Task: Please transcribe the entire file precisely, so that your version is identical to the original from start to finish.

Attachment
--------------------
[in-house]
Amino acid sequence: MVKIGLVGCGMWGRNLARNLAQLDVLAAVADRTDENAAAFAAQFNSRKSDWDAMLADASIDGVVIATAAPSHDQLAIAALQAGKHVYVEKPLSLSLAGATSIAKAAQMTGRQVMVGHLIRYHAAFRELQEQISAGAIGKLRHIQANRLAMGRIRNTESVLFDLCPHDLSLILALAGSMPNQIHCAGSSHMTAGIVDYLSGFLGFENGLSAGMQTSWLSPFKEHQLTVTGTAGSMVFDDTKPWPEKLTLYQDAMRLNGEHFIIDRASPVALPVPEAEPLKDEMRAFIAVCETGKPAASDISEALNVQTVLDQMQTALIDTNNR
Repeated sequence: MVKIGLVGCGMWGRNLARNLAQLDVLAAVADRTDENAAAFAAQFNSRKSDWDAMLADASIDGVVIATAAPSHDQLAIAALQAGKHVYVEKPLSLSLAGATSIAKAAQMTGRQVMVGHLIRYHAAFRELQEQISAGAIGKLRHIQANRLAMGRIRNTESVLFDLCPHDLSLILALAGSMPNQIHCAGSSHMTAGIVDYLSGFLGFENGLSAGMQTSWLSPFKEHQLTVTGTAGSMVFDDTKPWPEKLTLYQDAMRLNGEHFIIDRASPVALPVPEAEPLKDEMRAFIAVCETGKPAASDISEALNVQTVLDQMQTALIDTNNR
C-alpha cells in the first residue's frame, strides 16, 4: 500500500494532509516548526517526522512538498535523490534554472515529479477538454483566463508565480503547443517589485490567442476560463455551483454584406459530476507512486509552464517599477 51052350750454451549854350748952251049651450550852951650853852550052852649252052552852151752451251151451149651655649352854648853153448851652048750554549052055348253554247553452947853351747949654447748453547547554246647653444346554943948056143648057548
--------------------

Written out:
[in-house]
Amino acid sequence: MVKIGLVGCGMWGRNLARNLAQLDVLAAVADRTDENAAAFAAQFNSRKSDWDAMLADASIDGVVIATAAPSHDQLAIAALQAGKHVYVEKPLSLSLAGATSIAKAAQMTGRQVMVGHLIRYHAAFRELQEQISAGAIGKLRHIQANRLAMGRIRNTESVLFDLCPHDLSLILALAGSMPNQIHCAGSSHMTAGIVDYLSGFLGFENGLSAGMQTSWLSPFKEHQLTVTGTAGSMVFDDTKPWPEKLTLYQDAMRLNGEHFIIDRASPVALPVPEAEPLKDEMRAFIAVCETGKPAASDISEALNVQTVLDQMQTALIDTNNR
Repeated sequence: MVKIGLVGCGMWGRNLARNLAQLDVLAAVADRTDENAAAFAAQFNSRKSDWDAMLADASIDGVVIATAAPSHDQLAIAALQAGKHVYVEKPLSLSLAGATSIAKAAQMTGRQVMVGHLIRYHAAFRELQEQISAGAIGKLRHIQANRLAMGRIRNTESVLFDLCPHDLSLILALAGSMPNQIHCAGSSHMTAGIVDYLSGFLGFENGLSAGMQTSWLSPFKEHQLTVTGTAGSMVFDDTKPWPEKLTLYQDAMRLNGEHFIIDRASPVALPVPEAEPLKDEMRAFIAVCETGKPAASDISEALNVQTVLDQMQTALIDTNNR
C-alpha cells in the first residue's frame, strides 16, 4: 500500500494532509516548526517526522512538498535523490534554472515529479477538454483566463508565480503547443517589485490567442476560463455551483454584406459530476507512486509552464517599477 51052350750454451549854350748952251049651450550852951650853852550052852649252052552852151752451251151451149651655649352854648853153448851652048750554549052055348253554247553452947853351747949654447748453547547554246647653444346554943948056143648057548